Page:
Editor’s Note: By a lucky coincidence, Olympic swimmer Michael Phelps’ problems with the tabloid newspaper that caught him playing around with a bong (and, presumably, smoking pot) were overshadowed by the breaking sports news that New York Yankee superstar Alex Rodriguez had been cheating at his sport for years by taking performance-enhancing drugs, while self-righteously lying about it. (He actually continued lying even during his confession, so he clearly has no shame at all.) In contrast, Phelps’ activity was a “victimless crime,” hence, no crime at all. In a nation full of baby boomers who’ve smoked enough herb during the past 40 years to fill the Grand Canyon, the shocked dismay expressed by many in the media that Phelps might have also smoked some pot just seems silly and hypocritical. It’s nobody’s business what he does in his spare time, as long as he’s not hurting anyone or cheating at his sport.
American men learn early to apologize, whether we think we’ve done anything wrong or not. Any husband married longer than 10 days knows he’s required to do this often, even if he has no clue why.
Women demand contrition, even after we’ve denied any wrongdoing, made it clear we aren’t sorry and guaranteed that the apology they’re about to receive is completely insincere. It’s all part of that feminine mystique we men find so irresistible.
Recently, like the good family man he is, President Obama took the blame for the botched Tom Daschle appointment. The president himself had done nothing wrong: His staff did a poor job vetting the ex-senator, and, as a tax cheat, Daschle himself should have apologized for allowing his name to be advanced. And, facing an economy ravaged by conservative fiscal policies and two dangerous wars, Mr. Obama presumably has more important things on his mind than Tom Daschle’s limousine arrangements.
Regardless, the president’s mea culpa was well-received, even among some Republicans. Maybe it’s the contrast with the previous presidential/vice presidential junta, which never acknowledged any mistakes and is now misrepresenting its legacy as something other than a national disaster.
Meanwhile, for the relatively trivial indiscretion of being photographed with a bong attached to his face, swimmer Michael Phelps has been apologizing continually, although, like Mr. Obama, he has nothing to be contrite about. Maybe he’s sincerely embarrassed, or perhaps he’s just protecting his future income streams. (Subway and Kellogg pulled his endorsement deals before the smoke had even cleared — marijuana is clearly harmful to one’s health as a salesman.)
Former pro basketball star Charles Barkley famously and accurately observed, “I’m no role model,” adding that parents and teachers should be setting good examples for young people, not athletes. Sometimes, even a jock gets it right.
To whom and for what is Phelps apologizing? By publicly becoming associated with marijuana, he stumbled over a concept that’s both moronic and oxymoronic — the “victimless crime.” If no one is harmed, then where’s the crime? And absent a victim, to whom does one owe an apology?
In earlier times, victimless crimes were known as “sins.” To control activities people enjoy — like dancing and sex — primitive puritans classified them as affronts to God, even though none of us has a clue what, if anything, the Almighty finds offensive. These days, the sin list is growing mercifully shorter.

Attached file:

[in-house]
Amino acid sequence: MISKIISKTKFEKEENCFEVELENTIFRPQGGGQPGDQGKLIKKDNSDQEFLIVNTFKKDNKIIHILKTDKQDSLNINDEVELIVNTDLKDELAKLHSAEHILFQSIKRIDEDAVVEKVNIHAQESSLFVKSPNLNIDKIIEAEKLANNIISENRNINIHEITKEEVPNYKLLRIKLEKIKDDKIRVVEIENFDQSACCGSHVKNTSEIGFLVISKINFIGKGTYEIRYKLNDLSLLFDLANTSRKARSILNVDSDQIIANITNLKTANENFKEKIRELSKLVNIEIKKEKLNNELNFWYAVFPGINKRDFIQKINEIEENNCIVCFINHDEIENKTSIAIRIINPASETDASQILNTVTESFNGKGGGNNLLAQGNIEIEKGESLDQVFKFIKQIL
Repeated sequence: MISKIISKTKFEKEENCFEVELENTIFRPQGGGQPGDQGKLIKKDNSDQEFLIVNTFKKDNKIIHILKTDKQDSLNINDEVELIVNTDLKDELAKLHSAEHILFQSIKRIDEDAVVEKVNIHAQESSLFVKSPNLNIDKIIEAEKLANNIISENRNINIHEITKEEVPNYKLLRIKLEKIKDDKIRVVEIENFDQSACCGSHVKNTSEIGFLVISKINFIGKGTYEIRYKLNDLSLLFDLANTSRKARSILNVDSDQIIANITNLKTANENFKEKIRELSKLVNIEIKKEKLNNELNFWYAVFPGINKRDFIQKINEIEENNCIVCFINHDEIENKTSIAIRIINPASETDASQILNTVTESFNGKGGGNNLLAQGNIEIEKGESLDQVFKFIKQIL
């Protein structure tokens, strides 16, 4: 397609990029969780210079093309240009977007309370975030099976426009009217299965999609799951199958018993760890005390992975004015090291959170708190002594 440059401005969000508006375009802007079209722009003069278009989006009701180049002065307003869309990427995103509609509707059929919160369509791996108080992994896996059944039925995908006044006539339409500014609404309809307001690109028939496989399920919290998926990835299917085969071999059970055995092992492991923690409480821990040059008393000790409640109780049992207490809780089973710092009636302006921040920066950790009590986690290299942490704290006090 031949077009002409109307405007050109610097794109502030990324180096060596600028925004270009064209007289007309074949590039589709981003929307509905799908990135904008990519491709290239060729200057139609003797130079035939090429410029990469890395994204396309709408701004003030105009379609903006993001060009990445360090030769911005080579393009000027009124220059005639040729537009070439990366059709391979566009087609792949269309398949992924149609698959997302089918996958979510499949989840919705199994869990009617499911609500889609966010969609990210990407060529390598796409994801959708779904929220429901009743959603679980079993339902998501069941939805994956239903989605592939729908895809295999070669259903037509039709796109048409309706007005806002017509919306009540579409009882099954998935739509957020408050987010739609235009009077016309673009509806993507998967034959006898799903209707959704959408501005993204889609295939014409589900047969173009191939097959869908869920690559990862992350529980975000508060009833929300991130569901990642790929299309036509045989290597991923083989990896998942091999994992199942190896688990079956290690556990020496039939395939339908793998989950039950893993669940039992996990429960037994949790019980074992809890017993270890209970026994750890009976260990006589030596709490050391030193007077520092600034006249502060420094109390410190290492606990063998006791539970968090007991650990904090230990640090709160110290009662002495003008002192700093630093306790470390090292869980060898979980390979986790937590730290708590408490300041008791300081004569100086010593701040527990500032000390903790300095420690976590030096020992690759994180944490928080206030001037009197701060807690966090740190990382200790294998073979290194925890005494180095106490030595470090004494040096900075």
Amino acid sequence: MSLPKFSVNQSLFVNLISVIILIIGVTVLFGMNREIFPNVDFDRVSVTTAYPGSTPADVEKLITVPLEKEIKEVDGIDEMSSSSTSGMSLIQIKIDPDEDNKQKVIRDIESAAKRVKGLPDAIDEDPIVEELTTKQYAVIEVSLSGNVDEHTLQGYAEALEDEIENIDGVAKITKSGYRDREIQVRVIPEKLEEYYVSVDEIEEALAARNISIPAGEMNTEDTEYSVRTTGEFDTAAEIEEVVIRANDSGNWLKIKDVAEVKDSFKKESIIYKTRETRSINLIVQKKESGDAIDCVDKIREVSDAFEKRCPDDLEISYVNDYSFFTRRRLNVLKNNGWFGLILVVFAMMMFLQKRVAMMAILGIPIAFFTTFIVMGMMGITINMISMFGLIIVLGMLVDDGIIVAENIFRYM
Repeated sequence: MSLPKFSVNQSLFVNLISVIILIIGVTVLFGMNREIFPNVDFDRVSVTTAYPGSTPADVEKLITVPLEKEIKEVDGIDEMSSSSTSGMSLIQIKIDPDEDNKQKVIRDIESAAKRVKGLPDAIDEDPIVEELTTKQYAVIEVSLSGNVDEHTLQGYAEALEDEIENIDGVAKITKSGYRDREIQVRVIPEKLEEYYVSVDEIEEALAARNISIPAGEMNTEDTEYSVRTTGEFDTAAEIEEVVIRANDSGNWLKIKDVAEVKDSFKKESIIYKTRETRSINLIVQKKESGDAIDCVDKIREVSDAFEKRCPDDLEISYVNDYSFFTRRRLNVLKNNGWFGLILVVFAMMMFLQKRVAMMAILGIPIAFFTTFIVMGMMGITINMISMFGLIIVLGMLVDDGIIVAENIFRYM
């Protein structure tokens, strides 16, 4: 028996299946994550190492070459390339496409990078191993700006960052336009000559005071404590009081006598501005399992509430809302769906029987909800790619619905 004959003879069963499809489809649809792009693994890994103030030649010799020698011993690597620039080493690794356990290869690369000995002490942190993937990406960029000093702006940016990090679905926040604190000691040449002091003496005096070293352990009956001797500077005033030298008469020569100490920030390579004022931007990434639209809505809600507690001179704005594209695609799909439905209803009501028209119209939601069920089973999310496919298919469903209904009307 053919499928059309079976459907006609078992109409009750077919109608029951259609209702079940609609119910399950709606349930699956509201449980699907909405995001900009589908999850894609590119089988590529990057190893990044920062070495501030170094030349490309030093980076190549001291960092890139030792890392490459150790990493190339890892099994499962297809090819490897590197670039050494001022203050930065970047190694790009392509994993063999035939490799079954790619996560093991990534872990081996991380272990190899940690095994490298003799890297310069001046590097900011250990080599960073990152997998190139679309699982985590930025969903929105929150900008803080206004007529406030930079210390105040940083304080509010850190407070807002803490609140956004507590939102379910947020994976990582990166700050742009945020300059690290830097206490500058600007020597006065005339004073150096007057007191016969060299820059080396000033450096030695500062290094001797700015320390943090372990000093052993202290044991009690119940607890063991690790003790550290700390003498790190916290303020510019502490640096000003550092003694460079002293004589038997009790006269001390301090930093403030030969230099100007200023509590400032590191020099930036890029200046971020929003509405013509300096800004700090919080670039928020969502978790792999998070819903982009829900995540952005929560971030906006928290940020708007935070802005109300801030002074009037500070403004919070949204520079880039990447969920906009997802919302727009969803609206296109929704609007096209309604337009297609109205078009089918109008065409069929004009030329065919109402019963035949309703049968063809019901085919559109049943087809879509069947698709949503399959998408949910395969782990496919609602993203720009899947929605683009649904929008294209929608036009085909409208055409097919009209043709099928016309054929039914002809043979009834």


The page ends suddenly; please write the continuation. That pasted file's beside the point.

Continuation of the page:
If Phelps had been photographed with a bottle of Budweiser attached to his lips, there’d be no scandal, even though alcohol has destroyed millions more lives than marijuana. Fatty cheeseburgers are more dangerous to the nation’s health than pot, yet there’d be no outrage if Phelps had been caught up to his ears in a Big Mac. Without the purveyors of junk food and the beer companies, who’d sponsor our sporting events? And who’d pay our role-model athletes for product endorsements?
About 80 million of us baby boomers cavorted through the 60s and now hypocritically pretend we never smoked pot ourselves or didn’t inhale or didn’t enjoy it or now regret it terribly, as if that bong stored in the attic were some sort of medieval torture instrument. It wasn’t as if Phelps electrocuted dogs (see Michael Vick), obstructed justice in a murder investigation (see Ray Lewis) or had his pregnant girlfriend murdered (see Ray Carruth).
Nor did he cheat his sport with steroids and hormones, like Alex Rodriguez, Jose Canseco or pretty much every other major league ballplayer who batted more than .250 during the past 20 years. Instead, Phelps spent years doing the most tiresome thing imaginable — swimming endless laps, breathing chlorine-infused air that probably did more damage to his lungs than the marijuana he may or may not have inhaled. And if he had smoked pot while training, that just makes his Olympian achievements all the more Homeric.
Phelps brought home more gold medals than anyone in Olympic history. That should entitle him to spend the rest of his life drinking $500 bottles of single-malt Scotch, smoking Hawaiian cannabis and Cuban cigars (both needlessly illegal), and dating supermodels two and three at a time, if that’s what makes him happy. And he shouldn’t have to apologize to anyone for any of it.
I have no idea whether Phelps is genuinely sorry for his victimless crime, or merely kicking himself for jeopardizing his endorsements by getting caught, like a husband feigning remorse for sins he’s clueless about. Either way, the American public should get over it, and be mature enough to realize that Michael Phelps is moral enough to sell Sugar Frosted Flakes to our nation’s youth.
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